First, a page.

What’s a Donor Worth? WETA Utilizes Lifetime Value Analysis to Understand Passport Impact

What’s the value of a single donor to a PBS member station? When it comes to donor acquisition, many stations focus on measuring new donor value based on a one-time pledge gift, or in the case of sustainers, an annual gift value — especially when considering budgeting for the fiscal year. 

But what about the real net value of the donor after costs? And what about future years? Shouldn’t we be looking at the long-term net value of a donor?

Those are the questions WETA began asking. As WETA began looking at the actual numbers — from annualized income across channels to projected five-year revenue and acquisition costs — they realized that the system had been undervaluing members acquired through WETA Passport and some other channels.

“It was leading stations to the wrong conclusions and the wrong investments,” says Jeff Regen, WETA’s vice president of membership marketing & development services. WETA took note of how stations quickly judge the performance of campaigns. “They look at the initial gift, for one-time gifts, or at the sustainer gift multiplied by 12,” he says. “That’s the standard across public media. It’s been this way for years.”

Limiting Results

WETA identified three ways this approach was limiting results. First, different sources of donors have different retention rates. For example, the retention rates for new, direct mail-acquired one-time donors are much higher than the retention rates for one-time donors acquired through TV pledge or Passport.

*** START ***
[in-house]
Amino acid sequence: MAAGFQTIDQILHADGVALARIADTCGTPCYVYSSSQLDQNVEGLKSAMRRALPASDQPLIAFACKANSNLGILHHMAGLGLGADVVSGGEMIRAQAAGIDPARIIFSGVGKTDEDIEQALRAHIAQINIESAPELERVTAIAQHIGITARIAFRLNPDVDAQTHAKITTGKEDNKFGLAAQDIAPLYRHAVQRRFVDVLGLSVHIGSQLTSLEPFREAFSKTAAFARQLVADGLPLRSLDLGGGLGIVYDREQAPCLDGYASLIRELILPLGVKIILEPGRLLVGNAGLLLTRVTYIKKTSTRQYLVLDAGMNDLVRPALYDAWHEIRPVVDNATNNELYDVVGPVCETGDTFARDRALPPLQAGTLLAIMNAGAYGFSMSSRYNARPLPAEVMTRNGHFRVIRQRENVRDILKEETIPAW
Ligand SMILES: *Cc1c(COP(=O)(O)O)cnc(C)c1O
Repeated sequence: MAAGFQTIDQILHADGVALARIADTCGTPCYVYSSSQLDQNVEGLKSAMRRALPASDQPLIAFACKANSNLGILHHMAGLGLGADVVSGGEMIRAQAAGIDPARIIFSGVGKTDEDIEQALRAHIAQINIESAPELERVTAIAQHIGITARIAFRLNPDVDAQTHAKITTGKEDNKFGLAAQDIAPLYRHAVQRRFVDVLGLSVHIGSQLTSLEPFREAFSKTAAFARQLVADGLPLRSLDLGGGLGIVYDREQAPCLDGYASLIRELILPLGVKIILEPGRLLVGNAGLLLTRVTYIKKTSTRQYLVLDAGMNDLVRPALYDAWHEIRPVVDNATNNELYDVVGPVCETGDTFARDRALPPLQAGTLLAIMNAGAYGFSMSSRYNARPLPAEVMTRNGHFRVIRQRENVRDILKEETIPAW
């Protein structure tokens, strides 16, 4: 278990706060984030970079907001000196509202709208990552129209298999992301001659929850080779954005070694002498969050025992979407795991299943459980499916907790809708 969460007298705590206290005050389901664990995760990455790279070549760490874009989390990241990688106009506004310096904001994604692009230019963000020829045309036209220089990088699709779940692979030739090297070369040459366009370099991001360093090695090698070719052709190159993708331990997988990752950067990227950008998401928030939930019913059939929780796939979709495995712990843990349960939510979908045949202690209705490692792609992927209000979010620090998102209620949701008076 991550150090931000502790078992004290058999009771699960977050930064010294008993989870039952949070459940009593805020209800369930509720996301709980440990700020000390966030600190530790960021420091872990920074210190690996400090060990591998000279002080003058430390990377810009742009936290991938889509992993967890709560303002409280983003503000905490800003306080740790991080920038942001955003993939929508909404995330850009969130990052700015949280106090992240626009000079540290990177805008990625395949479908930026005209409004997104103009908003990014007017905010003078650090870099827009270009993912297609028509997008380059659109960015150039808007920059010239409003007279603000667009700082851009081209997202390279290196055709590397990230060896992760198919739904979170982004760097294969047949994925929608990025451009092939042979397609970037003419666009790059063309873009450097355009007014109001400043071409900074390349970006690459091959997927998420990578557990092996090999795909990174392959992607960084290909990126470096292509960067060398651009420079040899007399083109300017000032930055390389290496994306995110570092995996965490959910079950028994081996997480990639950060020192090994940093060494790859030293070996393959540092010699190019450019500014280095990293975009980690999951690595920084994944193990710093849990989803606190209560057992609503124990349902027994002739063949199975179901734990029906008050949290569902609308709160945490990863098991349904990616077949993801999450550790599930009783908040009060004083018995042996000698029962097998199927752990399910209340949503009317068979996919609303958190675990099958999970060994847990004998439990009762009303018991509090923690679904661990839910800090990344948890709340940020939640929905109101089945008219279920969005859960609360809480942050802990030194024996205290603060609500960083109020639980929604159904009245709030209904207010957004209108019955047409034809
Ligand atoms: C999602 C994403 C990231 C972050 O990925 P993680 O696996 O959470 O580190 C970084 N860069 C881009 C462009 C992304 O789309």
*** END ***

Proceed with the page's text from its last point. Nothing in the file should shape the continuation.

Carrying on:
FY18 Acquired / Reactivated Donors by Source with Projected Five Year Net Revenue (Acquisition / reactivation costs are included in the first year net revenue).

Second, different donor sources are characterized by different ratios of one-time donors to sustainers. For example, Passport sees much higher sustainer rates than other channels, TV and FM pledge tend to have moderate sustainer rates and direct mail has almost no sustainers. As a result, Passport-acquired donors at WETA had a significantly higher 12-month retention rate (55 percent) than TV pledge (37 percent).

Third—and most importantly—acquisition costs diverge greatly for different types of donors. “Some channels, like Passport and online, might have small Facebook campaigns but the acquisition cost is basically zero, outside of staff time,” says Regen. “Others, like direct mail and canvassing have high acquisition costs while TV and FM pledge have moderate acquisition costs.”

Those initial costs substantially impact the lifetime value of a donor. “The most you’re ever going to spend to bring in a new member or reengage a lapsed member is from that acquisition cost,” Brandon Hemel, WETA’s chief data analyst, explains. Across the board, maintaining a membership has approximately the same cost. But actually acquiring that member in the first place varies significantly. “You’re typically going to spend a lot more to bring in a new member through direct mail, canvass or even pledge than you will through digital channels,” says Hemel.

The following WETA-produced graphic highlights these differences, and takes into account every expenditure — from premiums and studio time to mail costs — with a few exceptions (see disclaimer).

FY18 Acquired / Reactivated Donors by Source: Number of Donors vs. Projected 12 Gross Month Revenue (FY18 Annualized Income based on initial gift for one-time + 12-month sustainer value).